Emergency Kits


I never had a tornado shelter growing up.  In fact, my family lived so far out of town that we were no longer in the zone of the emergency sirens either.  My husband and I had a shelter installed in our garage this past  year, so this will be my first tornado season with a shelter.

In February 2009, an F3 tornado ripped through Carter County in southern Oklahoma.  While a tornado this early is rare, it is possible.  I am so glad that my husband were able to add our shelter, and the peace of mind that comes with it.  If you are new to tornado alley, you may want to know some basic information on tornadoes.  I have a great little tornado fact sheet on our extension website.

Now that we have the shelter, it is time to start putting together our emergency kit and family emergency plan.  Do you have either one of those?  To find a list of suggested items for a family emergency kit, click here.  FEMA and www.ready.gov came out with this list, and I adapted it just a bit.  Your family’s kit should be tailored to fit your individual needs, and during tornado season it should be stored in the place where your family will take shelter during violent storms.  For my family, that will be down in our new shelter.  Last year it would have been under the sink in our main bathroom.  How you keep your kit together also needs to work for you.  These kits can get heavy, so a rolling suitcase would be a good option, but so would a heavy canvas bag, plastic storage tote, or a milk crate.  Whatever works for you is fine!

Looking at the list, you may feel overwhelmed.  Don’t be.  I had many of the items on that list already on hand.  I shopped in my own home first.  I ended up having to purchase some extra batteries, non-perishable food, water, and a whistle.  I didn’t buy a fancy first aid kit, I just put one together myself in a gallon size zipper bag.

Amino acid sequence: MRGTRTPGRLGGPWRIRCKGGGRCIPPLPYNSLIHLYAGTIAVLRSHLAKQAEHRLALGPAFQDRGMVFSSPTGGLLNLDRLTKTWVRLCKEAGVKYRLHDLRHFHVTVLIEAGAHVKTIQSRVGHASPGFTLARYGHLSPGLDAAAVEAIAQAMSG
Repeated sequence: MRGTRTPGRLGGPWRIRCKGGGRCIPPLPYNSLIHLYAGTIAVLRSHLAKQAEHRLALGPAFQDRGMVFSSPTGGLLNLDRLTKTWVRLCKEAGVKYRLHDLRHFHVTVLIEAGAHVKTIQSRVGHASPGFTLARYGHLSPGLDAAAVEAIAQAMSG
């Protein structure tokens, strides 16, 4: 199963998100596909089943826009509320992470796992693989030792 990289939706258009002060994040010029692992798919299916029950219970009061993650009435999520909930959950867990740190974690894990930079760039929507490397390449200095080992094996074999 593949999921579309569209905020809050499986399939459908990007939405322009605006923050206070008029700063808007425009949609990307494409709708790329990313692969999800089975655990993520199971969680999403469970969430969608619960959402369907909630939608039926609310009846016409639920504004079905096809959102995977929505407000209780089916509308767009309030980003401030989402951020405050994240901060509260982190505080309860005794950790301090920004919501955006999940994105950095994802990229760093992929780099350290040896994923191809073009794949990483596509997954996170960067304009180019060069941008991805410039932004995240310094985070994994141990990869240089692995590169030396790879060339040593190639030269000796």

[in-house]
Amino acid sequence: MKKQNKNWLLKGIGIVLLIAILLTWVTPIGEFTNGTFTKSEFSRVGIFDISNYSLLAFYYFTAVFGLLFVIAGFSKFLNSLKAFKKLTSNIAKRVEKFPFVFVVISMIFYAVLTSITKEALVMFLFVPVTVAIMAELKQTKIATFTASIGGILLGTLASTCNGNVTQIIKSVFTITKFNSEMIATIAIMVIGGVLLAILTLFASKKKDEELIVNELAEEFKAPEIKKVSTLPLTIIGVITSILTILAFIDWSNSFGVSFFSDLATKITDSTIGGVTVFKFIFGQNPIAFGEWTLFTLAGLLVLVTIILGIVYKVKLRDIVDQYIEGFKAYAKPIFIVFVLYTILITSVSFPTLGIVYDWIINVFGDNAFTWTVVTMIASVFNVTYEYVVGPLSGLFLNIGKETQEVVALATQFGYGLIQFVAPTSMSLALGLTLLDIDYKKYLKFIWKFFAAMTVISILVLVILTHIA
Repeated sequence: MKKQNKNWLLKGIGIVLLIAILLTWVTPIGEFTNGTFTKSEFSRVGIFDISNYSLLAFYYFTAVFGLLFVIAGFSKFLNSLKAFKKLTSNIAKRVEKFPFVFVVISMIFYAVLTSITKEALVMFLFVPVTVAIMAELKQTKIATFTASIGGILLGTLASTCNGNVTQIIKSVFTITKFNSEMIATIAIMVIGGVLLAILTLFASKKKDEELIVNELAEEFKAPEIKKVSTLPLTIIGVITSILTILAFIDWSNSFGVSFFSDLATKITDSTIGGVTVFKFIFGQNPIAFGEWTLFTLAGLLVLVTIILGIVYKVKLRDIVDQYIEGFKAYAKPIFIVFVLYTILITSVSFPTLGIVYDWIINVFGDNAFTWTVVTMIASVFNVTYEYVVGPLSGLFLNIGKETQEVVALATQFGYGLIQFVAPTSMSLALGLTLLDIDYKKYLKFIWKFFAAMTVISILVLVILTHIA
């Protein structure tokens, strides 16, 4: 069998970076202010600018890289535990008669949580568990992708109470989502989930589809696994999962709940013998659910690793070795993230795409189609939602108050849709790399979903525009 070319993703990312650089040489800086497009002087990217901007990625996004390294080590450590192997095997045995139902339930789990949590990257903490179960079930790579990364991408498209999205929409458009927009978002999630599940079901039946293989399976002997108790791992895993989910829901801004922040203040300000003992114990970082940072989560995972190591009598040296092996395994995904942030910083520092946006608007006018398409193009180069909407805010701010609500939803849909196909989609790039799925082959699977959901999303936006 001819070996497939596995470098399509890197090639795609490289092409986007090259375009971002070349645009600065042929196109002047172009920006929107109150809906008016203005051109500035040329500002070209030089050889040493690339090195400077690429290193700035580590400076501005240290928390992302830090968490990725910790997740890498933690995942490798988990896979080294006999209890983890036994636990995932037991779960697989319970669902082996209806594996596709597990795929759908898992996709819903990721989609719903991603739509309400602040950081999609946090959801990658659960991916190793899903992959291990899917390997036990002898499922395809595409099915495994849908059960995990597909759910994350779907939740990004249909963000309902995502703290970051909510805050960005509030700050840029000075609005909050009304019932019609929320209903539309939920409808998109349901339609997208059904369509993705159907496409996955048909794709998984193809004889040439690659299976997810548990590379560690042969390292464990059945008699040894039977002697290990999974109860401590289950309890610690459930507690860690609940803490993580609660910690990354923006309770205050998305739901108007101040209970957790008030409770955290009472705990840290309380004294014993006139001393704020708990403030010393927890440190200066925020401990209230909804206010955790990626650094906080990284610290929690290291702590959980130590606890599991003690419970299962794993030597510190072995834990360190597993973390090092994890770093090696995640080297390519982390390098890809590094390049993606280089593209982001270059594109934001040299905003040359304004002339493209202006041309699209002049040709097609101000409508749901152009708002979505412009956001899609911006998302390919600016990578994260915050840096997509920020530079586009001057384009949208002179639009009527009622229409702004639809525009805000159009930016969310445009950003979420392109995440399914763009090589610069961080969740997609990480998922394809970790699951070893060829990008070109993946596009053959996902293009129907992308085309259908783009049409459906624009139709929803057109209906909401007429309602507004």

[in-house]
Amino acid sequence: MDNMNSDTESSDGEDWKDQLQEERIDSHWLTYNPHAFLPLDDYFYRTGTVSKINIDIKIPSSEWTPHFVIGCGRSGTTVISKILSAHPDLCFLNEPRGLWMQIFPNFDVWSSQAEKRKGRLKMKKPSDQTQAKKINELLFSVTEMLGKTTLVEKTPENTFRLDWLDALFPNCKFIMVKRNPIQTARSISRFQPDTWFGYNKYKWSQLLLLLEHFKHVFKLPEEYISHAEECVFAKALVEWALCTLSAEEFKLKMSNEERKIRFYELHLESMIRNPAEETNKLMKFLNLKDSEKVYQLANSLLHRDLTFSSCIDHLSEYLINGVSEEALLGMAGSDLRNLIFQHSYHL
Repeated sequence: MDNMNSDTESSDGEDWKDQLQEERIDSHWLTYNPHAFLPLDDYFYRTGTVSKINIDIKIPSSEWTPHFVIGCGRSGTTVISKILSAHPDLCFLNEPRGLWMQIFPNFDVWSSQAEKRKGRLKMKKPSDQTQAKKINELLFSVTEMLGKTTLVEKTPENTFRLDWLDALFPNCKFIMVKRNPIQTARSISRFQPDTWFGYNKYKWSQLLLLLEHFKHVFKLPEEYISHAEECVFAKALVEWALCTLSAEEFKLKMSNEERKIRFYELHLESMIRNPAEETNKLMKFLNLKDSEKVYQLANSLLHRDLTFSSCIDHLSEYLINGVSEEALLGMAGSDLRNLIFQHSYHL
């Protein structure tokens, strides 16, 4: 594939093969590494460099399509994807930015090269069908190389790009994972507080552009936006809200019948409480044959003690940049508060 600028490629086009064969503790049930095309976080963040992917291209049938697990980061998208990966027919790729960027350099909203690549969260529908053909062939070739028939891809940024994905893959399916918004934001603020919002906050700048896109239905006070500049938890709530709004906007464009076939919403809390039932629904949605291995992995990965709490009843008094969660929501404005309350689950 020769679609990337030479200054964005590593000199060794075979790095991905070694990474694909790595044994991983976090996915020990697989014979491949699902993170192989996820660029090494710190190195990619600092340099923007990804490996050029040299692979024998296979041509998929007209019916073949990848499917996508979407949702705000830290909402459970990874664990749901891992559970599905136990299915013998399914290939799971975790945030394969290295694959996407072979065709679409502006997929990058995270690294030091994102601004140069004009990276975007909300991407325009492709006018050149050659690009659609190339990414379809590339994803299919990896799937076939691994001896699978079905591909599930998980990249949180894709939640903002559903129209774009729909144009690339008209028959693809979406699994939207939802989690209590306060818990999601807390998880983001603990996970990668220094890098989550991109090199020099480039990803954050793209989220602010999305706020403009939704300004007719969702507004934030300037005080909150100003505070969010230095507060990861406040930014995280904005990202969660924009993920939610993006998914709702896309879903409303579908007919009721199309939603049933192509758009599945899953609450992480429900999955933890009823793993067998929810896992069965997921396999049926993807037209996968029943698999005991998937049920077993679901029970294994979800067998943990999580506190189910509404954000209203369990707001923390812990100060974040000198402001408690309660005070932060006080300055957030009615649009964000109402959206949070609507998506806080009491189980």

Although I have thought a lot about it, I have not yet written a family emergency plan.  That is something I need to sit down with my husband and do.  It is important to know where each of us will be in the event of an emergency so that we can find each other later.  Missouri Extension has put together a simple and easy template for this kind of plan.

Another little item on my to-do list to prepare for spring is to inventory our home.  This IS  a daunting task, but I have seen first hand how important it is to do BEFORE an emergency happens.  There are several ways to do this.  You could do a photo inventory, simply taking pictures of the rooms in the house and making notes about the photographs.  Put all of the photos and notes on a cd and put in a safety deposit box or fireproof box.  I could list everything out in a word document and save that to a cd or flash drive.  What I plan to do is a little different.  I heard about a website, www.knowyourstuff.org, that is specifically for doing a personal home inventory.  You can sign up for a free account that can be accessed from any computer, then start adding in items a little at a time.  Tip:  Include the value of each item.  Not just what was paid for the item, but how much it would cost if you had to replace it today.


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